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Healing Symbols – Top 10 Ancient Symbols for Wellness

Healing Symbols - Ancient Wellness Symbols

Healing Symbols have long been integral to ancient wellness practices passed down through generations. As someone fascinated by the intersection of history, culture, and holistic health, I’ve always been intrigued by these time-honored icons. From the caduceus of Greek medicine to the serene lotus of Eastern traditions, these archetypal images speak to our universal need for balance and harmony.

My research reveals that these symbols, rooted in rituals of civilizations worldwide, are still used today for physical, mental, and spiritual well-being. Each emblem carries unique meanings and intentions, helping practitioners restore balance in their lives.

Understanding the origins of these symbols illuminates their significance and application, revealing how our ancestors treated themselves. Wellness routines are essentially modern adaptations of ancient healing practices.

10. Caduceus

Caduceus Symbol - for healing

The Caduceus was adopted by the U.S. Army Medical Corps in 1902, causing widespread confusion with the Rod of Asclepius.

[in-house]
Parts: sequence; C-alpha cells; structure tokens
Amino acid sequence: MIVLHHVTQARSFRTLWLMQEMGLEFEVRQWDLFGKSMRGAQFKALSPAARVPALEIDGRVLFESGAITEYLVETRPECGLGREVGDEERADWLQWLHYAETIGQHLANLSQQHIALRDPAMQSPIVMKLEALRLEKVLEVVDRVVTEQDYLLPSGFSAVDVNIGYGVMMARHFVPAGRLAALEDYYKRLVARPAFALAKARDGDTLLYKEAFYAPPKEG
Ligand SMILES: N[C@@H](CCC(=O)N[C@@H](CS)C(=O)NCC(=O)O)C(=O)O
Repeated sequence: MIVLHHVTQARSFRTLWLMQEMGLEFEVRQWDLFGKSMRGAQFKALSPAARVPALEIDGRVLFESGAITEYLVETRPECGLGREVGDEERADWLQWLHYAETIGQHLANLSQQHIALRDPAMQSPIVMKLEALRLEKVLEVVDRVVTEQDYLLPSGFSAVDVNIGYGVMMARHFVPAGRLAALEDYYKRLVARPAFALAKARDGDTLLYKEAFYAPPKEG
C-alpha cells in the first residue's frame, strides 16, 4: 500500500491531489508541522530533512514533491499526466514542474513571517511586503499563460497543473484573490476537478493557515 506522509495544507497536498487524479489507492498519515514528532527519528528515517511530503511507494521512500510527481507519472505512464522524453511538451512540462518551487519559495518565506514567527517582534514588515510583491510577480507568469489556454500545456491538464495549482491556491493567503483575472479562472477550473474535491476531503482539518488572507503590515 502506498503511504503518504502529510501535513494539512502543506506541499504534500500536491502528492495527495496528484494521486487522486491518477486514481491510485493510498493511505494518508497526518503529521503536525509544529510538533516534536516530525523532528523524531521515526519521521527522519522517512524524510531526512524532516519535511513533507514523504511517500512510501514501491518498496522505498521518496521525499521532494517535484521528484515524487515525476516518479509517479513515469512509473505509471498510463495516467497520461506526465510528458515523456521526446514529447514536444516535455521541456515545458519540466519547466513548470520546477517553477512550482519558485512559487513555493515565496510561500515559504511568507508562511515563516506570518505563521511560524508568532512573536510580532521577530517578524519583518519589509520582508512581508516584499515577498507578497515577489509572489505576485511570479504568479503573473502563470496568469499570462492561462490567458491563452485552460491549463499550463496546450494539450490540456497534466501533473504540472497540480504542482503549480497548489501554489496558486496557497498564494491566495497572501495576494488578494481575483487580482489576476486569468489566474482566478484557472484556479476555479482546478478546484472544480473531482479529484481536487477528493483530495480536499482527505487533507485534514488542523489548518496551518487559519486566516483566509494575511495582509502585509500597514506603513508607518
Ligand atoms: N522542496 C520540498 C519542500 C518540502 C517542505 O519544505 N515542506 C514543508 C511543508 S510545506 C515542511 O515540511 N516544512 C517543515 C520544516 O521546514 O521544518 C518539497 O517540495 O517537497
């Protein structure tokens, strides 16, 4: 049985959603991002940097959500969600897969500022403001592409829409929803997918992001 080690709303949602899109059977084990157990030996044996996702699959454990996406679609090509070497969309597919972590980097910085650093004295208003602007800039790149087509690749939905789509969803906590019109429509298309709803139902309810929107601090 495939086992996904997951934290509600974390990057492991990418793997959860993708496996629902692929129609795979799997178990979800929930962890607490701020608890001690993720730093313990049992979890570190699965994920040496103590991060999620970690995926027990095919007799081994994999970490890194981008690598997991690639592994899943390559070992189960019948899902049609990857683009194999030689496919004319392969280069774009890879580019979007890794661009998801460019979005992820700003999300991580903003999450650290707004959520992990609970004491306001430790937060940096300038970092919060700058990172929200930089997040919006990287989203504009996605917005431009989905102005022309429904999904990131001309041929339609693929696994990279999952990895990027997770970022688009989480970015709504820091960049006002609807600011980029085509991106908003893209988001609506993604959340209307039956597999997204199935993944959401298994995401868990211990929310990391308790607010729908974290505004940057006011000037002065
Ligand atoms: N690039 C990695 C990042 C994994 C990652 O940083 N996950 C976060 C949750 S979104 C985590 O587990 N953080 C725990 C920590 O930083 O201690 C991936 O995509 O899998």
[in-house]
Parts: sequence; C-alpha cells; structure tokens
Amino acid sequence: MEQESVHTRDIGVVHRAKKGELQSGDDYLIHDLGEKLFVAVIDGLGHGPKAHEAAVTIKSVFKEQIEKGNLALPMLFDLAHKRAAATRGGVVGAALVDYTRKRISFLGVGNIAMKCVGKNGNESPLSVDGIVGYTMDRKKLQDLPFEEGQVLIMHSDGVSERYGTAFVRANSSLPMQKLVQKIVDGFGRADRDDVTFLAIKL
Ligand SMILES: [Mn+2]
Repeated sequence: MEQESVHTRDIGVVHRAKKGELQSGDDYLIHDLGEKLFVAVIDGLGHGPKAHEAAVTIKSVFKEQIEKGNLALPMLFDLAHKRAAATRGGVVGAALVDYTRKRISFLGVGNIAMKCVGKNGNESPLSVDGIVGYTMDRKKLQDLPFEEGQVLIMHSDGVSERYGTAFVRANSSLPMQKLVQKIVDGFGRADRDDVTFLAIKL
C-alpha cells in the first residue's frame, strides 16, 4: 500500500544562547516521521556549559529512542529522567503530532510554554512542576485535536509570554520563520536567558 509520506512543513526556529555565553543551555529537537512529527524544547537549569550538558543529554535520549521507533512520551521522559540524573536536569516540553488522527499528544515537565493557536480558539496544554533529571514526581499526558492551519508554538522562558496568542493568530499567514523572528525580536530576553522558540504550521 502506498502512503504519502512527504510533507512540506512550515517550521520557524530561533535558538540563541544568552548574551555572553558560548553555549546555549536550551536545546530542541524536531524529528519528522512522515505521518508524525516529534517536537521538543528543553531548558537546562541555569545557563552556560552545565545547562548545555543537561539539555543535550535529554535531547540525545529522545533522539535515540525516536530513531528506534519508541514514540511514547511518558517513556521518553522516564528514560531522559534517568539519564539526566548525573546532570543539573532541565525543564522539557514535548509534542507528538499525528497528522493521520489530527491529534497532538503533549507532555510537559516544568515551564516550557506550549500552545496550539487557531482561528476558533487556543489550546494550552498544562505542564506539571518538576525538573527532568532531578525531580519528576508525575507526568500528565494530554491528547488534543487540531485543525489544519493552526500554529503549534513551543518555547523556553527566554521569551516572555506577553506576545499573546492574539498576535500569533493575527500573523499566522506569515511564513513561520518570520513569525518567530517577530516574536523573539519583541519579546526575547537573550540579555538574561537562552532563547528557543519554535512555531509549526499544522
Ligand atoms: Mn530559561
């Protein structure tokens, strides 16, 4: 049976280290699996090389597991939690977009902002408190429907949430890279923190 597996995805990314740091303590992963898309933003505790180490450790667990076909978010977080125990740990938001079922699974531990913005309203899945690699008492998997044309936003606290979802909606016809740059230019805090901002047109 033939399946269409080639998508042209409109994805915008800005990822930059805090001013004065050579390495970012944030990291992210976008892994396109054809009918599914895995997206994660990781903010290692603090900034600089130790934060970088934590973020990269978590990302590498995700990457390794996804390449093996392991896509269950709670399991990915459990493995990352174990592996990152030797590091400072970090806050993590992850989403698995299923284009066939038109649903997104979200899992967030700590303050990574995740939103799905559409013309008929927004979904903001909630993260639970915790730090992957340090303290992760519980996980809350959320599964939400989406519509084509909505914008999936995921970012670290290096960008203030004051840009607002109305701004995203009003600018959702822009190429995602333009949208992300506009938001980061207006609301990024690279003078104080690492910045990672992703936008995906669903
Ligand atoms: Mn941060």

The Caduceus, featuring two snakes entwined around a winged staff, is one of the most recognized symbols of healing. Originating from Greek mythology, it is associated with Hermes, the messenger god.

The intertwined snakes symbolize balance and harmony, while the wings represent swiftness. Despite its occasional association with commerce, the Caduceus remains prominent in the medical field, symbolizing the balance necessary for effective healing.

Did you know that the wings on the Caduceus represent the Greek god Hermes’s ability to move freely between the mortal and divine worlds.

9. Rod of Asclepius

Rod of Asclepius Symbol of Healing

In ancient times, priests at the Asklepion would use non-venomous snakes in their healing rituals, letting them roam free among the patients.

Often confused with the Caduceus, the Rod of Asclepius features a single serpent coiled around a staff. This symbol is directly linked to Asclepius, the Greek god of medicine and healing. The serpent represents rebirth and rejuvenation, while the staff symbolizes healing power.

The Rod of Asclepius is widely used in medical contexts, particularly in Europe and by the World Health Organization, reflecting its strong historical roots in health and medicine.

Did you know that the Rod of Asclepius appears on the logo of the American Medical Association, emphasizing its connection to health care.

8. Om

The sound “Om” is considered the most sacred mantra in Hinduism, often used at the beginning and end of prayers and meditation sessions.

The Om symbol, consisting of three curves, a semicircle, and a dot, represents the states of consciousness: waking, dreaming, and deep sleep, as well as transcendence. This sacred symbol in Hinduism, Buddhism, and Jainism embodies the essence of the universe.